When in doubt, journalists and voters turn cynical | VailDaily.com
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When in doubt, journalists and voters turn cynical

Tom Boyd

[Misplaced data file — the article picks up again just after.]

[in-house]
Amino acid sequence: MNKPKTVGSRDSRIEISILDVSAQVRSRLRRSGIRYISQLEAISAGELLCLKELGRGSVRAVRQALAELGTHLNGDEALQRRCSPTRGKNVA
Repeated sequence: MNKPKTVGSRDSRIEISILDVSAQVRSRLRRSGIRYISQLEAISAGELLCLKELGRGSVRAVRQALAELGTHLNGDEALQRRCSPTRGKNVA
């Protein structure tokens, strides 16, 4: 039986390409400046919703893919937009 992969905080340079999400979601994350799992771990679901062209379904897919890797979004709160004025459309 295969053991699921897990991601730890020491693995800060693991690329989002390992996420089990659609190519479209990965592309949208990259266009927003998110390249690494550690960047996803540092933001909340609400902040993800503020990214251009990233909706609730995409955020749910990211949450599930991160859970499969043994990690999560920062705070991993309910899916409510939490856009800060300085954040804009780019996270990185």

When faced with a tough choice between two presidential candidates, editors and columnists tend to throw up their hands and proclaim: “This is a decision between the lesser of two evils.”And why not? After digging inside the lives of every candidate, journalists eventually find the dirt they were looking for, and that’s where they focus the world’s attention. This, in turn, makes them feel like everyone they write about is a scumbag.If information is water, journalists are the pipelines and filters that deliver the water. It’s no wonder, then, that when the American people form their opinion of politicians, they drink a cocktail laced with cynicism. Add the toxic mixture of outrageous negative campaign advertisements, and eventually Americans come to the dyspeptic conclusion that our government halls are filled with liars and criminals.At the risk of sounding optimistic (a cardinal sin for journalists), I’d like to deliver some clear water: Politicians in this country are generally good people with good intentions. There are a few exceptions, of course. But make no mistake: virtually every person in politics believes they can make the world a better place.If any one of them could figure out a way to solve all the world’s ills at once, they certainly would. But they can’t. The difference comes in priority; different candidates place different issues at the top of their priority list.Therein lies the difference between Bush and Kerry.Which is part of the reason why the Sept. 30 debate was the best I’ve seen policy ruled the day, not cheeky one-liners and sound bytes (television journalists, after the fact, were visibly frustrated because they lacked a proper “you’re no Kennedy” kind of sound byte which they could replay, boorishly, ad infinitum).Each candidate came away with well-made points and, yes, each candidate managed to skew a few facts, too (Bush claimed 100,000 trained Iraqis patrolled the streets when it is less than 50,000; and Kerry added un-spent money to his “$200 billion spent in Iraq” calculation).Bush, of course, was at a disadvantage. He was forced to defend a messy post-war cleanup at a time when every single one of his pre-war justifications has proven false or illusory.Die-hard Republicans aren’t bothered by this they understand the importance of showing unity and support in a time of war, regardless of whether or not your president is making errors. Die-hard Republicans also tend to have more money, so they’re not as acutely aware of the crippling effects of taking money out of America and sending it to Iraq.Democrats, on the other hand, believe Iraq was a tremendous error, and Bush should pay the price. And if he continues to stumble over his words as he did during the Sept. 30 debate, say Dems, then he will isolate our nation and leave the burden of war squarely on our shoulders.I believe that, as voters become more informed, Kerry will take the lead and eventually win the presidency. This won’t make the Iraq problem any easier to deal with, but it will send a message to the world that Americans are, despite recent evidence to the contrary, intelligent and compassionate people who hold leaders accountable for their mistakes.Locally, the same general principles hold: politicians in this county believe they are making the world a better place.I have great respect for each of the candidates running for office this year (besides, anyone who willingly takes part in years and years of government meetings deserves some kind of medal of honor).Each of our local candidates, just like our regional and national candidates, has a set of priorities which define them.Take a look at Buz Reynolds, for example, who isn’t taking campaign contributions because he doesn’t want to be beholden to anybody if he takes office.Both A.J. Johnson and Buz are both very honest, straightforward talkers who say what they believe and, refreshingly, admit it when they don’t know the answers to tough questions.It’s clear to anyone who knows Richard DeClark that he has a good heart and good intentions. There’s no doubt that, if he is elected, the people of Eagle County will be well taken care of. He has joined the Eagle Valley Rotary, he volunteered for the Salvation Army, joined the board at the Heuga Center and now serves on the Eagle County Youth Advisory Board.The only issue with DeClark is that he hasn’t come up with a solid plan to curb growth and his opponent Peter Runyon certainly has. As the Vail Trail has repeatedly reported, growth is a major, looming problem for this county and it needs to be higher on DeClark’s priority list.Even Tom Stone and Arn Menconi, who have been embroiled in unfortunate controversy, both fully believe they are out there doing the right thing that they are right and the other guy is wrong.We still have about a month until election day I suggest people spend some time learning to appreciate what these people go through when they decide to run for office (dealing with journalists is hard enough as it is). And before you begin criticizing politicians, think what you would do in their place. VTTom Boyd can be reached for comment at tboyd@vailtrail.com.


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